By Kimberly Oxley, Gardner Community Garden Education Chair
As fall hits in the Midwest and the vegetable garden is cleaned out, some may think that’s it until next Spring. Why not take advantage during this rest time in your garden and add much-needed nutrients back into your soil? One way to accomplish this is to plant a fall/winter cover crop in your garden.
What is a cover crop or green manure?
As I talked about cover crop in the article “Love Your Garden Soil, it will Love You Back”, a cover crop (or green manure) helps feed your soil by building fertility, improving structure, prevent soil erosion, reduce weeds and provide a habitat for beneficial insects. This practice has been around for over 100 years. The roots in the soil will create open paths as it decays to improve air and water movement. The cover crop feeds your soil by incorporating macronutrients (nitrogen, phosphorus, potassium) as well as many micronutrients. The residue becomes a “holding tank” for these nutrients. As it breaks down and becomes incorporated as organic matter, the nutrients are released. Examples of cover crops are rye, buckwheat, and oats.
Other cover crops such as legumes require an inoculant (Rhizobium bacteria) when planted into your soil for the first time. They increase nitrogen levels in the soil by a bacteria (Rhizobium spp.) that lives in their roots. This inoculant is available at most garden supply centers. Examples of cover crop legumes include winter pea, hairy vetch, and clover.
Planting cover crop is a simple procedure. If needed, gently break up the soil to help assist in good seed to soil contact. For a home gardener, using a broadcast seeder is affordable. Once the seed distributed, rake it in. Raking will establish a good soil to seed contact. It will also protect from birds and wildlife from having a snack. You need to allow time for the seed to germinate and become established. Plan to plant the cover crop four weeks before frost to enable good germination. One exception is rye, which can be planted up to the first frost.
5 Easy to Grow Fall Cover Crops
Crimson clover is grown as a winter cover in the Midwest. It is cold tolerant, good nitrogen-fixing capability and is moderately drought tolerant. To kill this crop in the spring, mow close to the ground before full bloom to prevent reseeding.
Hairy Vetch has an excellent cold tolerance, moderate nitrogen-fixing capability and is drought tolerant. It also can tolerate a wide range of soil pH and fertility levels. Vetch needs to be planted 40 days before the first freeze to establish a good stand and be able to survive the winter. About a month before planting your crop, terminate the vetch by mowing or trimming it to the ground. It will eventually die down, where you can plant your vegetable crop in the dried mulch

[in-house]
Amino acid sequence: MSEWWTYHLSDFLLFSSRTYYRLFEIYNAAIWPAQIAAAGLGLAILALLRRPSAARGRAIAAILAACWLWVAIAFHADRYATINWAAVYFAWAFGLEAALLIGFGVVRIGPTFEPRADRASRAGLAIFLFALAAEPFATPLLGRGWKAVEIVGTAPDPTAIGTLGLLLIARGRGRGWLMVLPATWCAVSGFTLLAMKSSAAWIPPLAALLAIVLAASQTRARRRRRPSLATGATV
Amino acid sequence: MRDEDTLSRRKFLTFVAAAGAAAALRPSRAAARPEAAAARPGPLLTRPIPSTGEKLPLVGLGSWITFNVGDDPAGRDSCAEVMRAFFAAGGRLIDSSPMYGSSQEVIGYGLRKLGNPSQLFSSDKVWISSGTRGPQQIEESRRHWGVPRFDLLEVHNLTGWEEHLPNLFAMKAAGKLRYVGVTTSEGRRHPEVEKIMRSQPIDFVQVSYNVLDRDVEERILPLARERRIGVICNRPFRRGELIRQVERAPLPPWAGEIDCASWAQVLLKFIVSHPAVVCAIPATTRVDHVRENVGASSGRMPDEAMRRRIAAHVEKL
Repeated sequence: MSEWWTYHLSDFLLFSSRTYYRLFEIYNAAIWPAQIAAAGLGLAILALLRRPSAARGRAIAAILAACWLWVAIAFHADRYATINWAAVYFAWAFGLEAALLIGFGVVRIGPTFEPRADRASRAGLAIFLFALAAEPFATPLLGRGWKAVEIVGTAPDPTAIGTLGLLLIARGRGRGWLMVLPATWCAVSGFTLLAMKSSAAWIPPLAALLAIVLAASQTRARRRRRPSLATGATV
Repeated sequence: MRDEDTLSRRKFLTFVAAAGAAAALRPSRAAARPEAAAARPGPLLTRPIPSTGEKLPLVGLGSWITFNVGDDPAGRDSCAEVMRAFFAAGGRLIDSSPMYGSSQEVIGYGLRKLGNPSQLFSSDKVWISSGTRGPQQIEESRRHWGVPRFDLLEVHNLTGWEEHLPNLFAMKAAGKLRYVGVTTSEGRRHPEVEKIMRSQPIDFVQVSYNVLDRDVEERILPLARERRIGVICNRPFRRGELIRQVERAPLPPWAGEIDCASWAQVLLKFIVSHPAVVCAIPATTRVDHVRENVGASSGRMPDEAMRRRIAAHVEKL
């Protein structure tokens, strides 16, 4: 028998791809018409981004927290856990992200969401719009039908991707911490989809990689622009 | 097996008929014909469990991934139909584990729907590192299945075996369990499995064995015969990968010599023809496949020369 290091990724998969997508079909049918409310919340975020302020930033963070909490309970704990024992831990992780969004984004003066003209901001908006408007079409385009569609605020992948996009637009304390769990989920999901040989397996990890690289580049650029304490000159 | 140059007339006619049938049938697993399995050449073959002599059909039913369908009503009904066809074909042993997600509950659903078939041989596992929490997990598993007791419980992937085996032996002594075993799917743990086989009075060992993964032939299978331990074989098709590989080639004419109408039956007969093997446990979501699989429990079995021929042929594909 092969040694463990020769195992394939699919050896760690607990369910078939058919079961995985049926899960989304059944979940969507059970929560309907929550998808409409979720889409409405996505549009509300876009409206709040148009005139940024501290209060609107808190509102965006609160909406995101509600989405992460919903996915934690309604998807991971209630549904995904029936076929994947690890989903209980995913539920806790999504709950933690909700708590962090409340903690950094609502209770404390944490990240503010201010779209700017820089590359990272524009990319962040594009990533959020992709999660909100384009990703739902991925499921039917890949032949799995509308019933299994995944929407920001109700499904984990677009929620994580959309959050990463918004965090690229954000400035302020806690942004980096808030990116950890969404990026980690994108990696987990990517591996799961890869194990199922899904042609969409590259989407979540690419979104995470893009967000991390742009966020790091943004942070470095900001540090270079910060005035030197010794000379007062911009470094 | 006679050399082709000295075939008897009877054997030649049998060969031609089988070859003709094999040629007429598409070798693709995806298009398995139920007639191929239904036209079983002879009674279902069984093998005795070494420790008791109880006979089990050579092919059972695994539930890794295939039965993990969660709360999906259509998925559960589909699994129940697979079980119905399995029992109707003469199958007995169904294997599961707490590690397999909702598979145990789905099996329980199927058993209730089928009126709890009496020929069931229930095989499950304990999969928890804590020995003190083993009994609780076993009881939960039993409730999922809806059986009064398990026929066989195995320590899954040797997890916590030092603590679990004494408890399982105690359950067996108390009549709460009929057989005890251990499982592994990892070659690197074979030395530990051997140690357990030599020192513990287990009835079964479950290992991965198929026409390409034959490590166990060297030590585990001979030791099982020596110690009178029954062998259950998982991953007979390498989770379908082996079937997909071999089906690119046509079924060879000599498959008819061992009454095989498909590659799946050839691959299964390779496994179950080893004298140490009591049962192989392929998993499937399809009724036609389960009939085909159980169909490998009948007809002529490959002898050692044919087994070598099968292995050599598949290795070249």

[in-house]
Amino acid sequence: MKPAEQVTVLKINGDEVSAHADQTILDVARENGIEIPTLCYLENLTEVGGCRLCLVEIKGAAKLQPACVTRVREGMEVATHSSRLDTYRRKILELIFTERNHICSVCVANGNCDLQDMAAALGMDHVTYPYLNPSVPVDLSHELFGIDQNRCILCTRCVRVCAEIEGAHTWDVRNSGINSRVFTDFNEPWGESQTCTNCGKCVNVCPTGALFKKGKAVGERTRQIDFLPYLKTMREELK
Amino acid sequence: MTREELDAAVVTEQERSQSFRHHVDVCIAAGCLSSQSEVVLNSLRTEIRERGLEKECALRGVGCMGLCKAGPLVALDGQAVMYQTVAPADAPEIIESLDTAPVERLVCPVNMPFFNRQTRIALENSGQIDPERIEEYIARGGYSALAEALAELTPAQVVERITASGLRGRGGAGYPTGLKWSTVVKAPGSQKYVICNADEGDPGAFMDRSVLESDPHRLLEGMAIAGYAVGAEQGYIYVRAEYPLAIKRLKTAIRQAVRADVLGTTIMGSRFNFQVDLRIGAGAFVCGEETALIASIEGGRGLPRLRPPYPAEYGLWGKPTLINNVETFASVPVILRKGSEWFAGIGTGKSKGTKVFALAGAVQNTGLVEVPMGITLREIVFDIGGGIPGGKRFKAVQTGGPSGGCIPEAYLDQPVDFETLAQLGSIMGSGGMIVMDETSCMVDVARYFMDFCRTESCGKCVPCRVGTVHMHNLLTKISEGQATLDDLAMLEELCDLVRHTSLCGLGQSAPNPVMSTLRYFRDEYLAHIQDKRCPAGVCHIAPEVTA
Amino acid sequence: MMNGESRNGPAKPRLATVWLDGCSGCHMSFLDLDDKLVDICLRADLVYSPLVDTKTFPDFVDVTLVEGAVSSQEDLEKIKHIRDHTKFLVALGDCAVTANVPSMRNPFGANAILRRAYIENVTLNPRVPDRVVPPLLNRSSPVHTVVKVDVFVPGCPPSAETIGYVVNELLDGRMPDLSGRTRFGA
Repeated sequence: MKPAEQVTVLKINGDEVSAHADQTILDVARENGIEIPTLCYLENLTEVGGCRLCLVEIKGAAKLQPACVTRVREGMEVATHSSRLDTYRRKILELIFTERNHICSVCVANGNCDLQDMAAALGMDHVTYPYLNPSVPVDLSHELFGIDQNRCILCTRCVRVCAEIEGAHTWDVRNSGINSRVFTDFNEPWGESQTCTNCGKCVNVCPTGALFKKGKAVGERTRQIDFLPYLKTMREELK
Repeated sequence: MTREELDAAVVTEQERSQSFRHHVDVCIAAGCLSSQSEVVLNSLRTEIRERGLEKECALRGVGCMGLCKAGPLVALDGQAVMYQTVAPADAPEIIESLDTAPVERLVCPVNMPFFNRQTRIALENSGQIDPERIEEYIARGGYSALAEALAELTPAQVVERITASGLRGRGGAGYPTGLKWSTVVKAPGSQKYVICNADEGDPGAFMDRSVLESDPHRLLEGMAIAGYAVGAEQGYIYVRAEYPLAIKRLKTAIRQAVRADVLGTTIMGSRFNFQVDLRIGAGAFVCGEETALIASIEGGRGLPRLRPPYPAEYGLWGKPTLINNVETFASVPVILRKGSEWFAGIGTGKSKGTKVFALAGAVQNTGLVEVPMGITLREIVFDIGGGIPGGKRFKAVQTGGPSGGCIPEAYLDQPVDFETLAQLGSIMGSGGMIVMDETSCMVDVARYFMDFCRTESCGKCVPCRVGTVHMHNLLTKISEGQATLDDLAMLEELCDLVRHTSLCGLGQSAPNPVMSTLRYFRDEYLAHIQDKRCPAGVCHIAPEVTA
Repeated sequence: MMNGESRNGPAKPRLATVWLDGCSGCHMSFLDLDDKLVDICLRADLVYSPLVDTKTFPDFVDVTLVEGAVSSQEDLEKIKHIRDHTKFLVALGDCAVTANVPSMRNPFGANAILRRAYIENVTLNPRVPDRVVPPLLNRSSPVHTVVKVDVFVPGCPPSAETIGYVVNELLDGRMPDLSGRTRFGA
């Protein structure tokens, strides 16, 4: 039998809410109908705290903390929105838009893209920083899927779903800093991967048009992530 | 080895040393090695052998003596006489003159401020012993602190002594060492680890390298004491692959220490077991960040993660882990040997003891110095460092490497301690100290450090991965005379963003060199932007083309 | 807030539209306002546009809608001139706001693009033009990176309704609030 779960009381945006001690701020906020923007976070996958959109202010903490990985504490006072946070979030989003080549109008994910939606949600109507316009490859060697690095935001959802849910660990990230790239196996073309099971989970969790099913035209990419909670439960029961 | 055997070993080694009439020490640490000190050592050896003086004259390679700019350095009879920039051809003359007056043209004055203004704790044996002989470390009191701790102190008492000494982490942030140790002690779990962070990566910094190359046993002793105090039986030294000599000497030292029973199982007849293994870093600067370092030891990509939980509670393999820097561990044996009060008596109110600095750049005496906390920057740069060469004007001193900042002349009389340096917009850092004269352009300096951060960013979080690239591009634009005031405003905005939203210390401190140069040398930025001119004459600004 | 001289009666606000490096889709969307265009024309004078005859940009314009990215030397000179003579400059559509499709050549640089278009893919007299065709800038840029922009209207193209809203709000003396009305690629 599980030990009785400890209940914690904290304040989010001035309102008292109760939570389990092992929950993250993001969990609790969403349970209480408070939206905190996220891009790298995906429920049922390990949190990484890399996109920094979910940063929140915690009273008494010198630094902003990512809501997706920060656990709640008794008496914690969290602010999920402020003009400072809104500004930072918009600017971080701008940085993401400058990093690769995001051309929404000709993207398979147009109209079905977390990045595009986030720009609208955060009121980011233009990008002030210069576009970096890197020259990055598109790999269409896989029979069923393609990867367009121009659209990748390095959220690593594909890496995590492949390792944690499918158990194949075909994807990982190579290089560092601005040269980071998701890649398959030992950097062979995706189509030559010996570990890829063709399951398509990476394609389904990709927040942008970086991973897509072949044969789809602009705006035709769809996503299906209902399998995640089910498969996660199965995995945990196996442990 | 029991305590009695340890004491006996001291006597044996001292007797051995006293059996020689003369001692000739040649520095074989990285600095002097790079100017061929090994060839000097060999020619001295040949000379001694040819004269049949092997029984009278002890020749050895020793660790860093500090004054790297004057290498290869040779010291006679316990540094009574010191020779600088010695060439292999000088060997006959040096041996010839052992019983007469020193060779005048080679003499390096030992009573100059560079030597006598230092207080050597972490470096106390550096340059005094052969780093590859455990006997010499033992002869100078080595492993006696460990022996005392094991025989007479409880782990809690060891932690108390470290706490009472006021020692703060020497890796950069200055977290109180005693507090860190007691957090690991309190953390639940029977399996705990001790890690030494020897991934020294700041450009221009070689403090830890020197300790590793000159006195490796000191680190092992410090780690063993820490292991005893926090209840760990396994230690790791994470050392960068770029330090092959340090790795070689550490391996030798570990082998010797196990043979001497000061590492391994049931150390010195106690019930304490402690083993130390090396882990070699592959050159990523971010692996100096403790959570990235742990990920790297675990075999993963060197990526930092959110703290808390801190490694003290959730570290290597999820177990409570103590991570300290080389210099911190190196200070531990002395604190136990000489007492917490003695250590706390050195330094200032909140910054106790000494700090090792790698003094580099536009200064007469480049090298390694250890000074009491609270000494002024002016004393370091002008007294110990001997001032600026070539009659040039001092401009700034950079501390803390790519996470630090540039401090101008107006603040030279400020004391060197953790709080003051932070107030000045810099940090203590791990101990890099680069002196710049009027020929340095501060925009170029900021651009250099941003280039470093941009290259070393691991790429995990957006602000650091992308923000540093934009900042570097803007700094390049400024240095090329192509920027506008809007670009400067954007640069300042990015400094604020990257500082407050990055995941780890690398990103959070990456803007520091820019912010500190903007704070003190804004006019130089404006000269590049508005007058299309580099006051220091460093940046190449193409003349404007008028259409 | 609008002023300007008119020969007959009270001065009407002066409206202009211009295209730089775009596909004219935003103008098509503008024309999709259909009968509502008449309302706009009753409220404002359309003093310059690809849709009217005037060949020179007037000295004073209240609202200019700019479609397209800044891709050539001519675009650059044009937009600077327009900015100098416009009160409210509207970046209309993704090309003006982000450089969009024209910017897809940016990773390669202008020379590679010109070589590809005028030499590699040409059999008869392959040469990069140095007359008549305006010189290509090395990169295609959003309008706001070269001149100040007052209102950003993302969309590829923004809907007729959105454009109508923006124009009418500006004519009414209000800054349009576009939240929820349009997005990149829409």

Austrian Winter Pea
Austrian Winter Pea is moderately cold tolerant and has a good nitrogen-fixing capability. It can rapidly establish a good stand. Plant mid to late September is possible.
This grass can take drought conditions and is cold tolerant. It is easy to till or incorporate into the soil the following spring season.
Winter Wheat or Rye
This rye is a tall growing grass that can be planted late into the season that overwinters well. It provides excellent erosion control. It is also easy to till or incorporate into the soil the following spring season.
A Good Combination
Certain legumes and grasses, when combined, provide good nitrogen capacity and adds a significant amount of organic matter into the soil. The grasses provide a structure for the legumes to grow on during springtime and reduce the chance of matting. The cover crop can be mowed and incorporated back into the soil leaving a residue. Examples are vetch and rye, pea and oats, pea and rye.
Terminating Your Cover Crop
There are a few ways you can take down your cover crop. Traditionally, cover crops are plowed or tilled into the soil. Many gardeners will mow, cut or pull them and lay them down as mulch for the fruit or vegetable plants. If you mow or till, it is recommended to wait two weeks before planting your crop to avoid any negative reactions from the residue.
Search seed catalogs for cover crops and find the right one for you in your area. As you start your cover crop rotation in between your crop planting, you will slowly build up a healthy soil and feed your gardens soil food web. Healthy soil = heathy plants!